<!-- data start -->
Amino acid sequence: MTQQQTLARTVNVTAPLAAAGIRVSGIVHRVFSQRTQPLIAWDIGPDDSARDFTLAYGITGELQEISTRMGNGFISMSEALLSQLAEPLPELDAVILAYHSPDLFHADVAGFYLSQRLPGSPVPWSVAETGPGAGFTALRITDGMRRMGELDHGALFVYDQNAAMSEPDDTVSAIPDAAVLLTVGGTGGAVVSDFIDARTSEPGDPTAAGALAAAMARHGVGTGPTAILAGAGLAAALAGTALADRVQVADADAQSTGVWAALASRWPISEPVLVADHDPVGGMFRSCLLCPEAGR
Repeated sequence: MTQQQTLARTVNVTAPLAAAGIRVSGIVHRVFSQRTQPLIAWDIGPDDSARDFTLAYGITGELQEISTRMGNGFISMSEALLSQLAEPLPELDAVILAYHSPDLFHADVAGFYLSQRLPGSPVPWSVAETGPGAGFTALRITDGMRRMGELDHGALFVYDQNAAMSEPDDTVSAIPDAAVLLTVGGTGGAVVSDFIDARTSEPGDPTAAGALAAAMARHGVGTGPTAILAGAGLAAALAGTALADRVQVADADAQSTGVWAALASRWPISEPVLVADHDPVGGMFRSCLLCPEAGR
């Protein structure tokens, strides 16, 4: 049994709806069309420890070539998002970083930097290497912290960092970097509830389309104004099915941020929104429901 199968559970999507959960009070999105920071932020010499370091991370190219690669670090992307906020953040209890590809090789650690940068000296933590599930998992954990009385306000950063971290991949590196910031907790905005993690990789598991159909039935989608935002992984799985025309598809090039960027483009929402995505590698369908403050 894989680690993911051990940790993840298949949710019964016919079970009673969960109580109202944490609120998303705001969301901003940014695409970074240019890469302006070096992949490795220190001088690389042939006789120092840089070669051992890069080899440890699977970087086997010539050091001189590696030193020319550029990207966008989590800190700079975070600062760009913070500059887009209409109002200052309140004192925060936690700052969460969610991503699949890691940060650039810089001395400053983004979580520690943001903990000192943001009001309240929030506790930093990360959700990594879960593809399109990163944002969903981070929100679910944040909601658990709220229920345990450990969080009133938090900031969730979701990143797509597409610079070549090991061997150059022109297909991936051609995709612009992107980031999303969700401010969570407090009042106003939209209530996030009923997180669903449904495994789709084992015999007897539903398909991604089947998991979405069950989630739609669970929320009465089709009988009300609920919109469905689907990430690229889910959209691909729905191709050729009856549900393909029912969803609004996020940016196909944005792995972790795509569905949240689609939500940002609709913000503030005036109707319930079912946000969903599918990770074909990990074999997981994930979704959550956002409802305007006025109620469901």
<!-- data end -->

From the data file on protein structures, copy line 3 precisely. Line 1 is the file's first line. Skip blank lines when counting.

């Protein structure tokens, strides 16, 4: 049994709806069309420890070539998002970083930097290497912290960092970097509830389309104004099915941020929104429901 199968559970999507959960009070999105920071932020010499370091991370190219690669670090992307906020953040209890590809090789650690940068000296933590599930998992954990009385306000950063971290991949590196910031907790905005993690990789598991159909039935989608935002992984799985025309598809090039960027483009929402995505590698369908403050 894989680690993911051990940790993840298949949710019964016919079970009673969960109580109202944490609120998303705001969301901003940014695409970074240019890469302006070096992949490795220190001088690389042939006789120092840089070669051992890069080899440890699977970087086997010539050091001189590696030193020319550029990207966008989590800190700079975070600062760009913070500059887009209409109002200052309140004192925060936690700052969460969610991503699949890691940060650039810089001395400053983004979580520690943001903990000192943001009001309240929030506790930093990360959700990594879960593809399109990163944002969903981070929100679910944040909601658990709220229920345990450990969080009133938090900031969730979701990143797509597409610079070549090991061997150059022109297909991936051609995709612009992107980031999303969700401010969570407090009042106003939209209530996030009923997180669903449904495994789709084992015999007897539903398909991604089947998991979405069950989630739609669970929320009465089709009988009300609920919109469905689907990430690229889910959209691909729905191709050729009856549900393909029912969803609004996020940016196909944005792995972790795509569905949240689609939500940002609709913000503030005036109707319930079912946000969903599918990770074909990990074999997981994930979704959550956002409802305007006025109620469901």